Sixty Minutes; how far can you swim?


In 2010 Kevin Everett (Head Triathlon Coach for the Treasure Valley Y’s in Idaho and Professional Triathlete) won the national title for the 30 to 35 age group with a One Hour Postal Swim of 5575 yards.  Four years later and loving the sport as much as ever he had a goal to best his yardage by finding a way to eke out more from his training by optimizing the short amount of time he had for swimming.

A mindful hour of movement can be a most pleasurable experience; even if your body and mind are under stress. Humans have this stunning ability to be at peace and experience wonderful bliss while exerting a lot of effort to sustain movement.  Whether seeking adventure, competing in sport, or simply challenging your physical abilities; tuning into a meditative movement is a wonderful source of joy.

Swimming in the One Hour Postal Swim is a nationwide competition.  Grab a friend to time and write down splits while you see how far you can swim in 60 minutes.  Simple.  Yet, so very frightening to dive into the abyss that can quickly turn in to a sixty minute suffer fest.

I have done this competition on and off for the last 10 years with varying triathlon focus.  A few times I have done it on a whim assuming it couldn’t be that bad…And really it is not, as long as you understand your fitness on the day and dial in the appropriate pace.  Go out too fast and you might see a grown man cry.

Jan 25, 9:45am to 10:45am

Pace, pace , pace.  Swimming as far as you can for an hour and finding your best sustained effort is all about pacing.  Three decades of endurance training with numerous mentors has taught me well.  My first and last 500’s were 5:19.  My fastest 500 was a 5:19 (3 times) and my slowest was a 5:22 (5 times) with the other 3 500’s being 5:21’s and a 5:20.  That amounted to low 1:04’s for 56+ 100s.  Final distance: 5610 yards.

Thirty minutes into the swim I just made the turn at 2800.  At that point, I assumed my goal of making 5600 was in jeopardy.  Could I come back in the last 30 minutes almost exactly the same as the first?  I definitely did not pad any of those first 2800 yards.  I found some focus in the moment and enjoyed the movement my body sustained through the water.  My first 2800 was 29:55 with my last 2800 being 29:59.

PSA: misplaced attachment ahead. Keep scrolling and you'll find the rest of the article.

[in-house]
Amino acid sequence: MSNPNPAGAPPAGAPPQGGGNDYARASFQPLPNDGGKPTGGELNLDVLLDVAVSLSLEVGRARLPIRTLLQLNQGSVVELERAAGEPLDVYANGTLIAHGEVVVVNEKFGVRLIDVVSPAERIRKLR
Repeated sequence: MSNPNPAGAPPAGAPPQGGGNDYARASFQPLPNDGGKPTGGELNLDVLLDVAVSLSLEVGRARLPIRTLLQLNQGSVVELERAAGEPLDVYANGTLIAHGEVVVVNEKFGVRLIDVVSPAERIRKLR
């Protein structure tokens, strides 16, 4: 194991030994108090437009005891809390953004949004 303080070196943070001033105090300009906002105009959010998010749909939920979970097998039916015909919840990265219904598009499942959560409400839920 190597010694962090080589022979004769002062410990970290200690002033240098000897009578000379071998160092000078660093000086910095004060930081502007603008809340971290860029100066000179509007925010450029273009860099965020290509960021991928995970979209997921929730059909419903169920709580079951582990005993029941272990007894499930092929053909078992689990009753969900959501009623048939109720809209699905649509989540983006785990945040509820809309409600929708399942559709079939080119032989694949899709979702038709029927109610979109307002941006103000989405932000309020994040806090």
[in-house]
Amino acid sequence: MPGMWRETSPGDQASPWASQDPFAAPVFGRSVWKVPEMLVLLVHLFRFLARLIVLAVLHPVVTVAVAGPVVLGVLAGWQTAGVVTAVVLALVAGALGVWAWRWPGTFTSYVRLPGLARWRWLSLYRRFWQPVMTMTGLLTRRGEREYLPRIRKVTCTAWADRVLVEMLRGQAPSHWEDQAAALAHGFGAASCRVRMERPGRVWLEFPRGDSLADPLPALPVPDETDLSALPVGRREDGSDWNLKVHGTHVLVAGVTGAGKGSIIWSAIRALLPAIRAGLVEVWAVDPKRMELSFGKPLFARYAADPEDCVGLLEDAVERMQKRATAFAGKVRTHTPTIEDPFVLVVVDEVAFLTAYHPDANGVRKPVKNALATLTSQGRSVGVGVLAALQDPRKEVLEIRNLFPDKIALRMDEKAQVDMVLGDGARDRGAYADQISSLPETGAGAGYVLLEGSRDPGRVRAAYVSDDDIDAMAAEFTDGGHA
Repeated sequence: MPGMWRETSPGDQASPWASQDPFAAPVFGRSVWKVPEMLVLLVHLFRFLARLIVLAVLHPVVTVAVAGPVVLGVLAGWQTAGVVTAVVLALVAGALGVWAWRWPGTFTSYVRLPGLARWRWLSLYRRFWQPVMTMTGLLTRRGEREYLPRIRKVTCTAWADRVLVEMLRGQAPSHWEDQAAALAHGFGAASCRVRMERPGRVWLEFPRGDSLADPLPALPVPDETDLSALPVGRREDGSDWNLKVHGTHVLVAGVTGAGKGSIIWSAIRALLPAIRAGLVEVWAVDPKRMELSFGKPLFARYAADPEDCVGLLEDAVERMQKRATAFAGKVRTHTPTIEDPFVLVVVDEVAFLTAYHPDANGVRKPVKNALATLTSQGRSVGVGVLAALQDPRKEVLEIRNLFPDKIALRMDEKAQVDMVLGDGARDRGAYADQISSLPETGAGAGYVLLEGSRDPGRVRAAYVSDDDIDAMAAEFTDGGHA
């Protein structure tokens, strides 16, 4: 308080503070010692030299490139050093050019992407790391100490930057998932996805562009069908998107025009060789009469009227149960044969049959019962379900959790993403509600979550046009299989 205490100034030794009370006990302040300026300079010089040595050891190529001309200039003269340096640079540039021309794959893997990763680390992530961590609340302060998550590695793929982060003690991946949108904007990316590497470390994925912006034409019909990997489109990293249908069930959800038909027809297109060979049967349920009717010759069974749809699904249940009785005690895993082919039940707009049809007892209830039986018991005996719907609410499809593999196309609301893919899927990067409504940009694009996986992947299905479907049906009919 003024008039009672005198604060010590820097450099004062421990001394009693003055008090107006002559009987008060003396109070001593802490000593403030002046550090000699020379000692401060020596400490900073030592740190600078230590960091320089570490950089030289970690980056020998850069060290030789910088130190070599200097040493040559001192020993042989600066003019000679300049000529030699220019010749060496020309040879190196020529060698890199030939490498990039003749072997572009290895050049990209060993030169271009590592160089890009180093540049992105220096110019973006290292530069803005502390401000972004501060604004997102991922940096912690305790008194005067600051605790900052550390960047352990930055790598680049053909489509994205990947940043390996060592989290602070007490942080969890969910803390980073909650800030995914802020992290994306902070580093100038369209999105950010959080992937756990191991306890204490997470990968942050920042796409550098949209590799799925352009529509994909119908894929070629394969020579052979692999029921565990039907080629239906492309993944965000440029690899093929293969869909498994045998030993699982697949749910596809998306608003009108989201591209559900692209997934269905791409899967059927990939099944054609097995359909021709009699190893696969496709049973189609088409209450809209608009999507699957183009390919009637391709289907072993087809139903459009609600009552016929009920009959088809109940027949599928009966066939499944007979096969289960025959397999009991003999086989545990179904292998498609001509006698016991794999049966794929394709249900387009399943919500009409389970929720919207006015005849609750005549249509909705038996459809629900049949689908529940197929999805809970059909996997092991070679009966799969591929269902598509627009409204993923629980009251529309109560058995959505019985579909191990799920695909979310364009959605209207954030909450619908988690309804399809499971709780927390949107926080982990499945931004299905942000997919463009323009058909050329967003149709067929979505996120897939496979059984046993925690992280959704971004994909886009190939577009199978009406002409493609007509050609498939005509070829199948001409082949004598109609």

It amazes me; the physics involved with the mind, body, and soul to be so precise.  I took over 2600 strokes and made 224 flip turns over those 60 minutes; each one taken with an exacting precision to maximize balance, speed, and efficiency.  What is cool to me is the ability to feel the right pace.  Finding a rhythm with your breathing, heart rate, kick and stroke that reaches the optimal effort without dipping into overdrive for even a few seconds.  Being in tune with the day to day flow of the body is rewarding.  With practice you can have this feeling of knowing the right pace to sustain.

With a 60 minute swim your fitness has nowhere to hide.  Sun Yang holds the 1500m WR in a time of 14:31, the longest pool swim competed in the Olympics.  I’m sure he is swimming 30+ hours a week to do what he does.  To truly reach your potential for the one hour postal swim does take a lot of swimming.

With my focus being triathlon I could afford to give myself 5 sessions a week with a goal of getting in 5000 yards a session.  Usually at the end of the week I put in between 5 and 6 hours of swimming.  One of the biggest reasons I commit to this event is, to nail it, you need lots of aerobic miles and you have to understand the nuances of your day to day pacing.  Precisely the focus I need to lay the foundation for a successful season of swimming in triathlon.  It also holds me back from my default desire to go too hard and too fast well before it is needed.  Creating a large aerobic foundation over years and years of consistent work will allow your speed to come fast and furious when it is needed.  In a well-trained athlete, that amounts to a few weeks and a few speed sessions.

Often, I would only have an hour to swim.  Getting in 5000 in an hour is doable but you have to be having a good day and you must get down to business the moment you jump in the water.  On days like that my go to sets are things like 5 x 1000 descending on 12 minutes or 10 x 500 on 6 minutes descending.  One of my more focused swims happened doing that 10 x 500 on 6 minutes while taking 11 or less strokes the whole way.  Distance Per Stroke is not the end all be all of swimming but it sure is a tough/good card to play under certain conditions.  And this forced a level of focus, a level of awareness for each stroke that made for some very engaging swimming.  Your mind cannot wander; you are forced into deeper levels of staying in the ‘now’.

Those were some key sessions done once or twice a week, but the real bread and butter of the training was just, ‘going for a walk’ in the pool.  Finding that comfortable aerobic pace with a mindful focus on form.  Letting my mind be quiet and just simply enjoying the swim.  You must find your passion and your joy to begin to reach your optimal abilities.  This means letting your effort flow from day to day.  In the warm up I like to listen to my body and give it a chance to tell me the pace it feels like going.  In my younger days I afforded my body no such opportunity, my mind ruled over the body like a slave.  In many ways I was too driven and my body, always trying to please its master, would suffer, trying to obey.  Trial and error is a great teacher, but a slow way to learn.

So it is exciting, after 3 decades of endurance sports to set a PR in the One Hour Postal Swim.  At my age you begin to be happy just staying the same, holding back the clock.  Getting faster is a focused practice in the art of meditative movement and joy.

Here’s to finding your play…